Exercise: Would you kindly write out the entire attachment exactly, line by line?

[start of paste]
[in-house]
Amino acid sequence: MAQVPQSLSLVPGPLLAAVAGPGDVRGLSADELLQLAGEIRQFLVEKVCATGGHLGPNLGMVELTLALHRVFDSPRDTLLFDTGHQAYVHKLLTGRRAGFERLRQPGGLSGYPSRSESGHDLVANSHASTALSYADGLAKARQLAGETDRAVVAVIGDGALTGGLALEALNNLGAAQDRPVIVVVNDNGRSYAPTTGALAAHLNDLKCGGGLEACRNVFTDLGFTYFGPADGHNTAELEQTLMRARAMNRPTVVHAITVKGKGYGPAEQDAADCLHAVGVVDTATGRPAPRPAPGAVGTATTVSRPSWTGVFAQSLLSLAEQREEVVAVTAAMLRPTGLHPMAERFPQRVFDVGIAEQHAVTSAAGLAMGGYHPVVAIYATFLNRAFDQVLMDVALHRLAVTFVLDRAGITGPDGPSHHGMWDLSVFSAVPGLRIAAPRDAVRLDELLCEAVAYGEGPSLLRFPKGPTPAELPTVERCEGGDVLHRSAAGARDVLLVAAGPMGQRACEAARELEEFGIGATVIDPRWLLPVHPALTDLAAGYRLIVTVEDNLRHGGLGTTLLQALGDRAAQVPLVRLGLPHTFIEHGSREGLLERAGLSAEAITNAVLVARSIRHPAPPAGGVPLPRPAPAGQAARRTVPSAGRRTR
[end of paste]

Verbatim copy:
[in-house]
Amino acid sequence: MAQVPQSLSLVPGPLLAAVAGPGDVRGLSADELLQLAGEIRQFLVEKVCATGGHLGPNLGMVELTLALHRVFDSPRDTLLFDTGHQAYVHKLLTGRRAGFERLRQPGGLSGYPSRSESGHDLVANSHASTALSYADGLAKARQLAGETDRAVVAVIGDGALTGGLALEALNNLGAAQDRPVIVVVNDNGRSYAPTTGALAAHLNDLKCGGGLEACRNVFTDLGFTYFGPADGHNTAELEQTLMRARAMNRPTVVHAITVKGKGYGPAEQDAADCLHAVGVVDTATGRPAPRPAPGAVGTATTVSRPSWTGVFAQSLLSLAEQREEVVAVTAAMLRPTGLHPMAERFPQRVFDVGIAEQHAVTSAAGLAMGGYHPVVAIYATFLNRAFDQVLMDVALHRLAVTFVLDRAGITGPDGPSHHGMWDLSVFSAVPGLRIAAPRDAVRLDELLCEAVAYGEGPSLLRFPKGPTPAELPTVERCEGGDVLHRSAAGARDVLLVAAGPMGQRACEAARELEEFGIGATVIDPRWLLPVHPALTDLAAGYRLIVTVEDNLRHGGLGTTLLQALGDRAAQVPLVRLGLPHTFIEHGSREGLLERAGLSAEAITNAVLVARSIRHPAPPAGGVPLPRPAPAGQAARRTVPSAGRRTR